The law stipulates that persons cannot work more than eight hours a day, and the standard workweek for those in the industrial and retail sectors may not exceed 44 or 48 hours, with daily breaks of 30 minutes to two and one-half hours. The law requires that workers receive premium pay for work in excess of regular work schedule hours. The law entitles all workers to 20 days of paid vacation after one year of employment and to paid annual holidays, and it prohibits compulsory overtime beyond a maximum 50-hour workweek. Employers in the industrial sector are required to give workers either Sunday off or one day off every six days of work (variable workweek). Workers in the retail sector are entitled to a 36-hour block of free time each week. Workers in the rural sector cannot work more than 48 hours in a period of six days.

The Ministry of Labor is responsible for enforcing the minimum monthly wage for both public- and private-sector employees and for enforcing legislation regulating health and safety conditions. The ministry had 120 labor inspectors throughout the country, which was sufficient to enforce compliance. The number of penalties imposed for labor violations was unavailable.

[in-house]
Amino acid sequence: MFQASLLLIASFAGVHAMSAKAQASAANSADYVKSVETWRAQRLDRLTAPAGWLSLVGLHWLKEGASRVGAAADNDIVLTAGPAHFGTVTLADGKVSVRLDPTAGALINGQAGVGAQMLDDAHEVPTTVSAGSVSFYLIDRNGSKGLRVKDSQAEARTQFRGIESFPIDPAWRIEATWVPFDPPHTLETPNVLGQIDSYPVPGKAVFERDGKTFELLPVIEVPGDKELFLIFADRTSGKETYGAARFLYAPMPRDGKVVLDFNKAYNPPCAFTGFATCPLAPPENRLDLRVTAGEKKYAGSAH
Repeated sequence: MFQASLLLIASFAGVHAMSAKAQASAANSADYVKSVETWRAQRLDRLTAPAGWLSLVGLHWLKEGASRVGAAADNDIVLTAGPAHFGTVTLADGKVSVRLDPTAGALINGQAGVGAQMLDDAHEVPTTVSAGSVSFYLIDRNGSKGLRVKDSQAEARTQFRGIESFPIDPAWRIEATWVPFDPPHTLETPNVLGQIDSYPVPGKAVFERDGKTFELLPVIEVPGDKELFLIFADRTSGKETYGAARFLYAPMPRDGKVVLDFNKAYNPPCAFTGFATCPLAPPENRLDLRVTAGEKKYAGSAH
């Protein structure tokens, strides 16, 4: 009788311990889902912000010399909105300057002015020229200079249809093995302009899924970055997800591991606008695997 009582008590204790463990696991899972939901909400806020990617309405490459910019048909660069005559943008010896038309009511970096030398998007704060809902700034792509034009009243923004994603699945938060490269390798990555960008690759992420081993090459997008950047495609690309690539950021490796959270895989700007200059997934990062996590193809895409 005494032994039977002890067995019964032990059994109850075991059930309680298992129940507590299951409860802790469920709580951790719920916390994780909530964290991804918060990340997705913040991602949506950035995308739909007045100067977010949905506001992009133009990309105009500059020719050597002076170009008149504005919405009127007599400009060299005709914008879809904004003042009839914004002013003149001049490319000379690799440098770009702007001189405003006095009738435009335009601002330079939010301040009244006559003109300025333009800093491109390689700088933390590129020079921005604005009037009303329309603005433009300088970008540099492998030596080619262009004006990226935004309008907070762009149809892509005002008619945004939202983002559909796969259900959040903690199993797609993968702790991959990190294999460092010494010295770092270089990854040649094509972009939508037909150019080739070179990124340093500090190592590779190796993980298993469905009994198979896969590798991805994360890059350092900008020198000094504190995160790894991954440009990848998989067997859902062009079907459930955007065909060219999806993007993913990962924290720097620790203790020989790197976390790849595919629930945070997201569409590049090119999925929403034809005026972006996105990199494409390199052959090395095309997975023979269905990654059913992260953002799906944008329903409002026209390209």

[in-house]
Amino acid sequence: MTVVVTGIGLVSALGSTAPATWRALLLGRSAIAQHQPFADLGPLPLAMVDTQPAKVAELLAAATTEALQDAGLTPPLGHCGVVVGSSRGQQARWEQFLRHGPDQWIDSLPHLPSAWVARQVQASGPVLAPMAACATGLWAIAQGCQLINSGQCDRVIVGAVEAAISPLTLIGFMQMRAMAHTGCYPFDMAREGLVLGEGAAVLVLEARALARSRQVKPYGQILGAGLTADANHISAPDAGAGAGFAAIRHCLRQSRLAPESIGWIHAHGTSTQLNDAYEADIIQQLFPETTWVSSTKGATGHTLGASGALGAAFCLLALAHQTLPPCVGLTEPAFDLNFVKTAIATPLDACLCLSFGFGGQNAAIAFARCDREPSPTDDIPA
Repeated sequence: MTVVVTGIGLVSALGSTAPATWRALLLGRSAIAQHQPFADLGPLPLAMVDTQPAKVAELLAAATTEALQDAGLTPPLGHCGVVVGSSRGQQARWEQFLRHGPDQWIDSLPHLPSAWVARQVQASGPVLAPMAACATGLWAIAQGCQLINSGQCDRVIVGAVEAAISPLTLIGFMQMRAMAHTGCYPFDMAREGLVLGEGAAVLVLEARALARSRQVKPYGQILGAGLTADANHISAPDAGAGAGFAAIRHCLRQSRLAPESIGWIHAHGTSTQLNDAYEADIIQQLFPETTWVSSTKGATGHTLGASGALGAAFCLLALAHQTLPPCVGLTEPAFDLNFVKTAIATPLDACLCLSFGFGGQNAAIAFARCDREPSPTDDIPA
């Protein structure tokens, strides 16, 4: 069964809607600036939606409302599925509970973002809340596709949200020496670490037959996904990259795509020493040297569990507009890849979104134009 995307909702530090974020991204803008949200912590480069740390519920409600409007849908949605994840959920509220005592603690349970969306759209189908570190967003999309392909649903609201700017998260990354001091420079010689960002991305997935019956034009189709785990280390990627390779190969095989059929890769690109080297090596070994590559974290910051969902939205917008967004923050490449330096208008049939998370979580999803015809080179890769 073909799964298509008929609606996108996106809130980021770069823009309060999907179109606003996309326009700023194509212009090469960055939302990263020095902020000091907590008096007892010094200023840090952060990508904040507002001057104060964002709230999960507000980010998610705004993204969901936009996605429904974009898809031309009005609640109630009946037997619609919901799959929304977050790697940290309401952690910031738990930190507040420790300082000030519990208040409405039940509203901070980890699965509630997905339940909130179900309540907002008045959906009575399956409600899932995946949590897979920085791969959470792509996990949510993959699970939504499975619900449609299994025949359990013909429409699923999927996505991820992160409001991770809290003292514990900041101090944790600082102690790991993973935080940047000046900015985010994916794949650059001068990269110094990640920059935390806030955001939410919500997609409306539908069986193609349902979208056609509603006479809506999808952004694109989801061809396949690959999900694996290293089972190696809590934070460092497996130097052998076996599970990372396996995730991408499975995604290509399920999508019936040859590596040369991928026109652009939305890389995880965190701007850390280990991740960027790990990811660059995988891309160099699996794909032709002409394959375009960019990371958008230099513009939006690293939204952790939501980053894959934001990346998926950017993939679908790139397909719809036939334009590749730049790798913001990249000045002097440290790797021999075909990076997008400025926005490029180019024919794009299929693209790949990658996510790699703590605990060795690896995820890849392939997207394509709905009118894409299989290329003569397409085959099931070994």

The government monitors wages and other benefits, such as social security and health insurance, through the Social Security Fund and the Internal Revenue Service. The Ministry of Public Health’s Bureau of Environment and Occupational Work is responsible for developing policies to detect, analyze, prevent, and control risk factors that may affect workers’ health. In general authorities effectively enforced these standards in the formal sector but less so in the informal sector.